“I know I’d find a bigger selection at Marshall Field’s in Chicago,” says a wealthy widow from Albuquerque, “whether I’m looking for crystal or clothes. And I’d probably find the same items for less money in New York, but who wants to do all that traipsing around? Neiman’s makes the selection for me. Besides, when I call Mrs. M — at Neiman’s and tell her I’m coming down to shop, she knows my taste, the ages of my children and grandchildren, and the color of my last year’s coat; she knows my lifestyle and she ‘gentles’ me through my day of shopping.”
Stanley Marcus gives his salesmen and women a tough training course which stresses their use of “clientele lists.” “Get to know your customer and his or her special needs,” he says. Typical example: a lady en route home to South America from Europe stopped over for the night in Dallas. She wrote ahead to Neiman’s explaining her problem: no time for shopping at her favorite store since her connecting flight was at 9:00 A. M. the next day. Stanley’s solution: Neiman’s opened at the crack of dawn that morning, just for her. She made her plane and, of course, plenty of purchases.
Stanley also was in large part responsible for a series of merchandising and promotional devices, later copied by dozens of other stores (including Sakowitz), which brought in thousands of curious local shoppers, not to mention non-Texans by the mailbag and chartered planeful. Take, for example, their Christmas catalogue, featuring just what every conspicuously consumptive Texan needs: white mink cowboy chaps, an ermine bathrobe, “His and Her Airplanes.”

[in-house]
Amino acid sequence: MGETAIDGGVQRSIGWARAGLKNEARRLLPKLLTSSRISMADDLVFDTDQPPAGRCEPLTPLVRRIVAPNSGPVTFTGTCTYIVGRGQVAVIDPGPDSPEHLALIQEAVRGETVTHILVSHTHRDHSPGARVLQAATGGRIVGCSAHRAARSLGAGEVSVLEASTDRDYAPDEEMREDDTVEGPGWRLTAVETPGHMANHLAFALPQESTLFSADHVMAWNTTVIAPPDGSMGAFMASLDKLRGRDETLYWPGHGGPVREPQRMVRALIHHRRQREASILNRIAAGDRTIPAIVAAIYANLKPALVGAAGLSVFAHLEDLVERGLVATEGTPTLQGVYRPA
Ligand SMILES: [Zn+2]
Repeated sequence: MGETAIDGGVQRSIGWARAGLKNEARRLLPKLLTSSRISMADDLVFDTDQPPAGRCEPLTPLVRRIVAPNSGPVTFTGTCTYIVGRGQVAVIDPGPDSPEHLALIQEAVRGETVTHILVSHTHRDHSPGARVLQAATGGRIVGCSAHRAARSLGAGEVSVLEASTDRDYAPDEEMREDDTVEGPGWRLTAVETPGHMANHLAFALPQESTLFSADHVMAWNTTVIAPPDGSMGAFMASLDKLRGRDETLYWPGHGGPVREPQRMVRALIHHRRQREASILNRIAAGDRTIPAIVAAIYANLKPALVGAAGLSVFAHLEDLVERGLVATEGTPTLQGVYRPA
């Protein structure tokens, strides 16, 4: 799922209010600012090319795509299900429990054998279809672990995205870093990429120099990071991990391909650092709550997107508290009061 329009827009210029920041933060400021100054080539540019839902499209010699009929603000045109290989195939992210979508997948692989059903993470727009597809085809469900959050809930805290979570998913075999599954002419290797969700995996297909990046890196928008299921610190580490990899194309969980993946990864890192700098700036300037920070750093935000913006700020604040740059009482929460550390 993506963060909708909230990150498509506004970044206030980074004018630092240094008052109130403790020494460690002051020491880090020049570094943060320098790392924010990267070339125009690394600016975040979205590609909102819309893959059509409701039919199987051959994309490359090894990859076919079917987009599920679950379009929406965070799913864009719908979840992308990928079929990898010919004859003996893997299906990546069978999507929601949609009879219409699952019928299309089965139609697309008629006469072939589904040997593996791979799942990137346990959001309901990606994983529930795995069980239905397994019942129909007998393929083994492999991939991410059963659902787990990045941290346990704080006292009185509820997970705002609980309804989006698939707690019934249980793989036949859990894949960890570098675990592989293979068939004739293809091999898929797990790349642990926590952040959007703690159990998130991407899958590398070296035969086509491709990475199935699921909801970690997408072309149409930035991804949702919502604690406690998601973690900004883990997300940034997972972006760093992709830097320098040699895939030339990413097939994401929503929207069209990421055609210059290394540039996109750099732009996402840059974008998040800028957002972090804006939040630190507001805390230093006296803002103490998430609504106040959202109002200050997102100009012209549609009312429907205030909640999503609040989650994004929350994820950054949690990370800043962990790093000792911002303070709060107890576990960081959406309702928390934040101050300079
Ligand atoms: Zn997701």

Then there was the Foreign Fortnight, originated in 1957 with the “Quinzaine Francaise,” a high-powered two week grande spectacle involving not only Neiman’s, but the Dallas Museum of Fine Arts, Dallas theaters, supper clubs and civic clubs. Ambassador and Madame Herve Alphand and similar vintage VIPS, BP’s, Jet Setters and almost Everybody who was Anybody in Dallas graced that affair.
A hard act to follow, but the following 15 years of fortnights have been equally sensational. And just as Dallas’s Neiman’s thought Big, bringing in an entire opera from Palermo one year and the Old Vic Repertory Company the next, so Houston’s Sakowitz began an annual series of idea-oriented festivals in Houston, the most recent (the ninth) being its Festival dei Due Mondi, two weeks of immersion in the Italian fifteenth and sixteenth century Renaissance.
If Neiman’s could bring to Dallas Givenchy, Jon Voight, the French Ambassador, Marie Antoinette’s pearl and sapphire necklace, a LeMans racer, and a collection of Rodin sculptures, so who’s impressed? Sakowitz counters with Edward Marshall Boehm’s Bird of Peace (representing the Renaissance of today), one of three in existence (Chairman Mao and the White House have the other two) and builds a 40 feet by 80 feet facade for